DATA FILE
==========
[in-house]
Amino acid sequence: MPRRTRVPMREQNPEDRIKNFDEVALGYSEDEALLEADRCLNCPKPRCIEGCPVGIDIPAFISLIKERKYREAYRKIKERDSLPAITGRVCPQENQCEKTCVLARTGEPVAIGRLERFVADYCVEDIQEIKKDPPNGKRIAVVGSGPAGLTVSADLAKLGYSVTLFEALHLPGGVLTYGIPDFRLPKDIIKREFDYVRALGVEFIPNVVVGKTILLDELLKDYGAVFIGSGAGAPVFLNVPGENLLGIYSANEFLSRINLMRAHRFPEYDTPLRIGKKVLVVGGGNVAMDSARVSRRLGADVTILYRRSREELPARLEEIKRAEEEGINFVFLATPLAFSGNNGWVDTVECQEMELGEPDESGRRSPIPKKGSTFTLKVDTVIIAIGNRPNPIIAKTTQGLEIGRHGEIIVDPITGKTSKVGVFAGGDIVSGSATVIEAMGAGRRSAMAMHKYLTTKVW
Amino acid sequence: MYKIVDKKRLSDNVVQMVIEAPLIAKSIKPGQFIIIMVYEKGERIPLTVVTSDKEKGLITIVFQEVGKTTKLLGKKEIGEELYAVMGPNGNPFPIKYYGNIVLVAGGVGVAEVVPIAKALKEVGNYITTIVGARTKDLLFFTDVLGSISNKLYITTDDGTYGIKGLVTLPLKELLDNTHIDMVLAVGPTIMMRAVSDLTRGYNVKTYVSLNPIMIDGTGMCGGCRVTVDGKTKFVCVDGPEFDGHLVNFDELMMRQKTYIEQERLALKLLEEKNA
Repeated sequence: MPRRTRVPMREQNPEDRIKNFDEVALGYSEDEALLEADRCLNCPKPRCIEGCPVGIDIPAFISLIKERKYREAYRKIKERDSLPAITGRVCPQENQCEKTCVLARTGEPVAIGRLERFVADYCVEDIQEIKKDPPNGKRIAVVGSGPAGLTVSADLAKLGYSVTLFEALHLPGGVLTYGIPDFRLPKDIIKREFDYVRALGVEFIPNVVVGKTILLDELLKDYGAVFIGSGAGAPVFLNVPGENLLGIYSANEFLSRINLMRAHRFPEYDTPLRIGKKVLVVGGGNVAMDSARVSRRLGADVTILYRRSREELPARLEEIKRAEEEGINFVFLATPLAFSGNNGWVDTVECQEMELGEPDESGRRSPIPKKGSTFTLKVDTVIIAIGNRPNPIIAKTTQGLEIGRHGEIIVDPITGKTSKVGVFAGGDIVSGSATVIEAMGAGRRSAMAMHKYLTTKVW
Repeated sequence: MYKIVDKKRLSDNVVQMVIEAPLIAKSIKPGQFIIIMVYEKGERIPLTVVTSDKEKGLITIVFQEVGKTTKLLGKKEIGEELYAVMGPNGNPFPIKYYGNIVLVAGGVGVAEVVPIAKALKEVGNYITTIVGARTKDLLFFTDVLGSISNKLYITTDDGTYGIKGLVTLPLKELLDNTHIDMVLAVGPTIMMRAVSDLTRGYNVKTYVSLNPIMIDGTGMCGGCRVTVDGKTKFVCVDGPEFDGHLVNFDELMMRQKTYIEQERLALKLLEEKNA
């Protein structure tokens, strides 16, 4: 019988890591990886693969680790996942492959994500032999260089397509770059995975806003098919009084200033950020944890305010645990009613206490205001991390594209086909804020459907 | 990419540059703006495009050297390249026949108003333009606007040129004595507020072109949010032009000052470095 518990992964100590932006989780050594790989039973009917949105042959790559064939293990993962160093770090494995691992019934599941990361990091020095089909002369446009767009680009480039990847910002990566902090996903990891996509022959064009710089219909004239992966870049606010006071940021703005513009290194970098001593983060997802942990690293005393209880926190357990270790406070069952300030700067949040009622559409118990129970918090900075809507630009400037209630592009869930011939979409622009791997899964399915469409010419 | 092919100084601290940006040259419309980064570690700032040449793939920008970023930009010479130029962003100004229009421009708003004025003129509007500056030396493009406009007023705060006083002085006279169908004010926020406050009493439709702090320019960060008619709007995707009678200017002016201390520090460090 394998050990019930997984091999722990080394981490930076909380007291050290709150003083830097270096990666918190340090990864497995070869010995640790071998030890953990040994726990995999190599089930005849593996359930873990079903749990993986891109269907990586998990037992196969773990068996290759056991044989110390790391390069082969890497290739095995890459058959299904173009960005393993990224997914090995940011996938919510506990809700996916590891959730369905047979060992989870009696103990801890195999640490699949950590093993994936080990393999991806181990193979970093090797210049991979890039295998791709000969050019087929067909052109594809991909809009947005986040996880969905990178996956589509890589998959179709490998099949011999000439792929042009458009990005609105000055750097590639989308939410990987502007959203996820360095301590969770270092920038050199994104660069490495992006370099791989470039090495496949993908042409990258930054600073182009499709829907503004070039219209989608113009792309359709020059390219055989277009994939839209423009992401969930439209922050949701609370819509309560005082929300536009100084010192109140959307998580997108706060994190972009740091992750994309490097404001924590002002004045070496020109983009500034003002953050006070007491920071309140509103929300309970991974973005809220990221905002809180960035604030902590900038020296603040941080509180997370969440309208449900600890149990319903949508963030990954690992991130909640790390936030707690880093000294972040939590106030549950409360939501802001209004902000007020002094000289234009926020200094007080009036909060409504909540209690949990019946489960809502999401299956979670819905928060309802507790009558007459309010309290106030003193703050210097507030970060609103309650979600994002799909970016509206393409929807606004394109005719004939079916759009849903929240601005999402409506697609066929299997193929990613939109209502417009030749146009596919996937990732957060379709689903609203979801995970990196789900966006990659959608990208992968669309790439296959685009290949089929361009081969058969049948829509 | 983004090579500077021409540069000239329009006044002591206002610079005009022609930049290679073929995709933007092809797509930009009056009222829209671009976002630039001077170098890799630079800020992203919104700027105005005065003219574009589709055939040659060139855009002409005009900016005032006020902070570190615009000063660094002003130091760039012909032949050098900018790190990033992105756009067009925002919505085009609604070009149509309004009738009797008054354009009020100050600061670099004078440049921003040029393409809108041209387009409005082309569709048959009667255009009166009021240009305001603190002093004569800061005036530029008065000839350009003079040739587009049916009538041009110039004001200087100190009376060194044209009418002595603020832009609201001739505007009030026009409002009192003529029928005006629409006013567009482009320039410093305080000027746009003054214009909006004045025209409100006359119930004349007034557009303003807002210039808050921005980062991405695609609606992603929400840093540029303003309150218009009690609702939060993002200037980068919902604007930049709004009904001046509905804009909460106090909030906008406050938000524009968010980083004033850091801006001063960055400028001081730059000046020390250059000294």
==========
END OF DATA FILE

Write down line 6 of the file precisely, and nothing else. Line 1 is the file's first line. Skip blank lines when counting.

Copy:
């Protein structure tokens, strides 16, 4: 019988890591990886693969680790996942492959994500032999260089397509770059995975806003098919009084200033950020944890305010645990009613206490205001991390594209086909804020459907 | 990419540059703006495009050297390249026949108003333009606007040129004595507020072109949010032009000052470095 518990992964100590932006989780050594790989039973009917949105042959790559064939293990993962160093770090494995691992019934599941990361990091020095089909002369446009767009680009480039990847910002990566902090996903990891996509022959064009710089219909004239992966870049606010006071940021703005513009290194970098001593983060997802942990690293005393209880926190357990270790406070069952300030700067949040009622559409118990129970918090900075809507630009400037209630592009869930011939979409622009791997899964399915469409010419 | 092919100084601290940006040259419309980064570690700032040449793939920008970023930009010479130029962003100004229009421009708003004025003129509007500056030396493009406009007023705060006083002085006279169908004010926020406050009493439709702090320019960060008619709007995707009678200017002016201390520090460090 394998050990019930997984091999722990080394981490930076909380007291050290709150003083830097270096990666918190340090990864497995070869010995640790071998030890953990040994726990995999190599089930005849593996359930873990079903749990993986891109269907990586998990037992196969773990068996290759056991044989110390790391390069082969890497290739095995890459058959299904173009960005393993990224997914090995940011996938919510506990809700996916590891959730369905047979060992989870009696103990801890195999640490699949950590093993994936080990393999991806181990193979970093090797210049991979890039295998791709000969050019087929067909052109594809991909809009947005986040996880969905990178996956589509890589998959179709490998099949011999000439792929042009458009990005609105000055750097590639989308939410990987502007959203996820360095301590969770270092920038050199994104660069490495992006370099791989470039090495496949993908042409990258930054600073182009499709829907503004070039219209989608113009792309359709020059390219055989277009994939839209423009992401969930439209922050949701609370819509309560005082929300536009100084010192109140959307998580997108706060994190972009740091992750994309490097404001924590002002004045070496020109983009500034003002953050006070007491920071309140509103929300309970991974973005809220990221905002809180960035604030902590900038020296603040941080509180997370969440309208449900600890149990319903949508963030990954690992991130909640790390936030707690880093000294972040939590106030549950409360939501802001209004902000007020002094000289234009926020200094007080009036909060409504909540209690949990019946489960809502999401299956979670819905928060309802507790009558007459309010309290106030003193703050210097507030970060609103309650979600994002799909970016509206393409929807606004394109005719004939079916759009849903929240601005999402409506697609066929299997193929990613939109209502417009030749146009596919996937990732957060379709689903609203979801995970990196789900966006990659959608990208992968669309790439296959685009290949089929361009081969058969049948829509 | 983004090579500077021409540069000239329009006044002591206002610079005009022609930049290679073929995709933007092809797509930009009056009222829209671009976002630039001077170098890799630079800020992203919104700027105005005065003219574009589709055939040659060139855009002409005009900016005032006020902070570190615009000063660094002003130091760039012909032949050098900018790190990033992105756009067009925002919505085009609604070009149509309004009738009797008054354009009020100050600061670099004078440049921003040029393409809108041209387009409005082309569709048959009667255009009166009021240009305001603190002093004569800061005036530029008065000839350009003079040739587009049916009538041009110039004001200087100190009376060194044209009418002595603020832009609201001739505007009030026009409002009192003529029928005006629409006013567009482009320039410093305080000027746009003054214009909006004045025209409100006359119930004349007034557009303003807002210039808050921005980062991405695609609606992603929400840093540029303003309150218009009690609702939060993002200037980068919902604007930049709004009904001046509905804009909460106090909030906008406050938000524009968010980083004033850091801006001063960055400028001081730059000046020390250059000294």